Those JCRS instructions also state: “For details of the Alpins methodology and graphical reporting, please consult the following resources”, pointing to the JRS editorial by Reinstein , which recommends the use of Single-Angle plots.
(1) “Single-angle polar plots do not require any further learning or understanding than what is taught to all ophthalmologists”
(2) “Data plotted on a single-angle plot are directly transferrable to the clinical situation of a topography, treatment, or eye”
(3) “Single-angle plots require less space on the page.”
On the other hand, the terminology and graphical representations described by Abulafia et al.  mentions three key advantages of double-angle plots:
(1) “The x and y scatterplot of the data on a double-angle plot maintains the spatial relationship of each astigmatic value.”
(2) “The double-angle plot allows the display of the magnitude and axis or meridian of the average astigmatism (centroid) and the confidence ellipse”
(3) “Because double-angle plots group data appropriately, qualitative assessment of group data is facilitated. One can easily visualize trends in group data and compare them to other datasets.”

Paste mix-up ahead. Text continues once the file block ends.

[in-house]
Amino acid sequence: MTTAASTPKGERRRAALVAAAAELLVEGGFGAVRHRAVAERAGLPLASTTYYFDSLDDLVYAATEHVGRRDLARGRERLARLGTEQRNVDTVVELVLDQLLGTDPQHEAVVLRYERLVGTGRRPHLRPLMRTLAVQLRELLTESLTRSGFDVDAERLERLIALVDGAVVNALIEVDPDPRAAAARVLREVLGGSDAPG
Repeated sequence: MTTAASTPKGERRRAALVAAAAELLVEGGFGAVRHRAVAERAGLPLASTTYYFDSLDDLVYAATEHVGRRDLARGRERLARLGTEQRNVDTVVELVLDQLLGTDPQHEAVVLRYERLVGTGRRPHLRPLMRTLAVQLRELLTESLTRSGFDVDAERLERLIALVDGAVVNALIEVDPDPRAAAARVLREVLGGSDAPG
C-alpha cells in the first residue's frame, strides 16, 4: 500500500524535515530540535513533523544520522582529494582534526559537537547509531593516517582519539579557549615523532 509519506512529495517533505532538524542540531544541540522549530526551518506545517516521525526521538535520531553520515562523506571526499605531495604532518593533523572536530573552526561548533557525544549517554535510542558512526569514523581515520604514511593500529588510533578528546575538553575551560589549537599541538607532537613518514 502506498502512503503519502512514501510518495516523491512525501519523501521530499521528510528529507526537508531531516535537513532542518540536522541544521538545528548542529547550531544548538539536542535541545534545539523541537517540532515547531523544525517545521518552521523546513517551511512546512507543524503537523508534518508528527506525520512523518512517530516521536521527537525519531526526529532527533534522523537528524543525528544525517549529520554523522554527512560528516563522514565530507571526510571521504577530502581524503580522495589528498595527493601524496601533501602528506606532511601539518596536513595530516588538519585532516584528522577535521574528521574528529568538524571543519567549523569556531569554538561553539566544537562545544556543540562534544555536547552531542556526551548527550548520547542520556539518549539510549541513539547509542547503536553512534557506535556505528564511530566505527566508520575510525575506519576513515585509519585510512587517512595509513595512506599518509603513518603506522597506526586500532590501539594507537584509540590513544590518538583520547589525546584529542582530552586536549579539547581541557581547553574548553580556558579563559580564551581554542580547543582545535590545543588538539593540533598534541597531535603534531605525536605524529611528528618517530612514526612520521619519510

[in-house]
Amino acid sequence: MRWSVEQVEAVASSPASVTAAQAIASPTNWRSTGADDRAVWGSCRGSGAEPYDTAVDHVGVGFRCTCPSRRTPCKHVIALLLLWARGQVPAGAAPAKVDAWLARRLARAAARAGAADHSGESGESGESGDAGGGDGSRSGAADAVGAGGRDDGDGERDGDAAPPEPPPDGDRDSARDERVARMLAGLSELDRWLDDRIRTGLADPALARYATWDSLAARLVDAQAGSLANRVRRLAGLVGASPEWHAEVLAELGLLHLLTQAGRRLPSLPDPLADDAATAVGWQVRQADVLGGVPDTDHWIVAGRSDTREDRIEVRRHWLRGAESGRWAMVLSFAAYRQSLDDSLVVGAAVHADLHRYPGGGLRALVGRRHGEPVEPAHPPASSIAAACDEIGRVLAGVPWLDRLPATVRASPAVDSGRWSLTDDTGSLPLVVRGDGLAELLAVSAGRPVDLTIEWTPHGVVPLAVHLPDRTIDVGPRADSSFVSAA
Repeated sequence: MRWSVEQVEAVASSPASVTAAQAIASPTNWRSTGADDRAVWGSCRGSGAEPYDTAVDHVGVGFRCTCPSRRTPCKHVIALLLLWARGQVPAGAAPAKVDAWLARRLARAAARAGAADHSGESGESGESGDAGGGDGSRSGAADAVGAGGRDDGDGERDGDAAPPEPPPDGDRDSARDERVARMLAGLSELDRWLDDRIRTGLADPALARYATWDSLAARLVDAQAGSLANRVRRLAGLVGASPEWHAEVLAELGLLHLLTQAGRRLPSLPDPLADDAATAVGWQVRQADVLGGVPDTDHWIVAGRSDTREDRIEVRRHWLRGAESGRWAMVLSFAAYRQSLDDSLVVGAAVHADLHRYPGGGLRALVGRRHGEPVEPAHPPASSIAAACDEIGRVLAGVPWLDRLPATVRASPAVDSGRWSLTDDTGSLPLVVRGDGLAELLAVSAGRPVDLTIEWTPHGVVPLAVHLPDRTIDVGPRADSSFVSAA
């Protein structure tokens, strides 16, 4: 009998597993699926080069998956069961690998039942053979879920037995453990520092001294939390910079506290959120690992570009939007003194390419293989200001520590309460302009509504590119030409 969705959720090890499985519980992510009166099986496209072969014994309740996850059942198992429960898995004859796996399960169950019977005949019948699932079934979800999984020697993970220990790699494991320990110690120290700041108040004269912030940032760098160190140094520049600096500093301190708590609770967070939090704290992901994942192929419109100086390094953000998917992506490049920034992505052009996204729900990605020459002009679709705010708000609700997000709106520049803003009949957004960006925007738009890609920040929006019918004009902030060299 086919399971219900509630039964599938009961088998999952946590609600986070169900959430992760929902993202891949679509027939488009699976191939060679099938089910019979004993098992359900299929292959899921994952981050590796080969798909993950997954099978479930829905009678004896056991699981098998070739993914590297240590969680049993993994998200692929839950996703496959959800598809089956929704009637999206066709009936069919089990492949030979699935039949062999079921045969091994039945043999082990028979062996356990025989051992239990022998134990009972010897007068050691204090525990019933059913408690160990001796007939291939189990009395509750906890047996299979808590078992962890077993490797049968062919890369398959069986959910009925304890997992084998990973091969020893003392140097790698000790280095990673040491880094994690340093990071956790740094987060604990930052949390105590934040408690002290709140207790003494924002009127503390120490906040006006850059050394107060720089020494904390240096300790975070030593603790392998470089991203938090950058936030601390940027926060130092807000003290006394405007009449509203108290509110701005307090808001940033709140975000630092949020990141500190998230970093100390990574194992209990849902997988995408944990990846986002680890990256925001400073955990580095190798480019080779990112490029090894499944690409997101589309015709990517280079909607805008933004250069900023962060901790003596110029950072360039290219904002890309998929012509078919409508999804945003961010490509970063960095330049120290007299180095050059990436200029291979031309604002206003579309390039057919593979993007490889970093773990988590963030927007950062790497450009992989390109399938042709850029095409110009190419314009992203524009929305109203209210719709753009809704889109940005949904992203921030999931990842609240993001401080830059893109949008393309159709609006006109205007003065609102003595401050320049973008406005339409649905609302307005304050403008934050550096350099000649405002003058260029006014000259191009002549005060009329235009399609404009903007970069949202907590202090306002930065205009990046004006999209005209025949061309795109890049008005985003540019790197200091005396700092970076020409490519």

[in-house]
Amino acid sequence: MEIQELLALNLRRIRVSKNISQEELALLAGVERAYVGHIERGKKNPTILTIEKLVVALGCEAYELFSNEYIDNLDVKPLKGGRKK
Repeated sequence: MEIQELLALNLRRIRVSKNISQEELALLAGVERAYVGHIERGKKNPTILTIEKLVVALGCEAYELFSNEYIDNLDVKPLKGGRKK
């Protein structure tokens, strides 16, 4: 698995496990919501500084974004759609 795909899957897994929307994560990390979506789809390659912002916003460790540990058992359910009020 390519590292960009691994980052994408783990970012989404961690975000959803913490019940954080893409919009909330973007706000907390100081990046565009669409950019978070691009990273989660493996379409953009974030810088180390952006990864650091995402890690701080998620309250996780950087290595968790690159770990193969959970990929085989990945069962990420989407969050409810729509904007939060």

Of note, the axes in the Abulafia double-angle plots are labeled as 45º, 90º, 135º and 180º. While we understand the rationale for reporting them as such, it can create potential confusion in the community. It would be “technically” more correct to report the labels as 90º, 180º, 270º and 360º since those vector angles are doubled.
We recognize all the valid advantages and disadvantages of both graphical representations and that both provide useful information. Regrettably, the lack of consensus and uniformity in graphical reporting standards between key opinion leaders, and now between our two leading subspecialty journals, is encouraging confusion and debate that does not benefit the scientific community.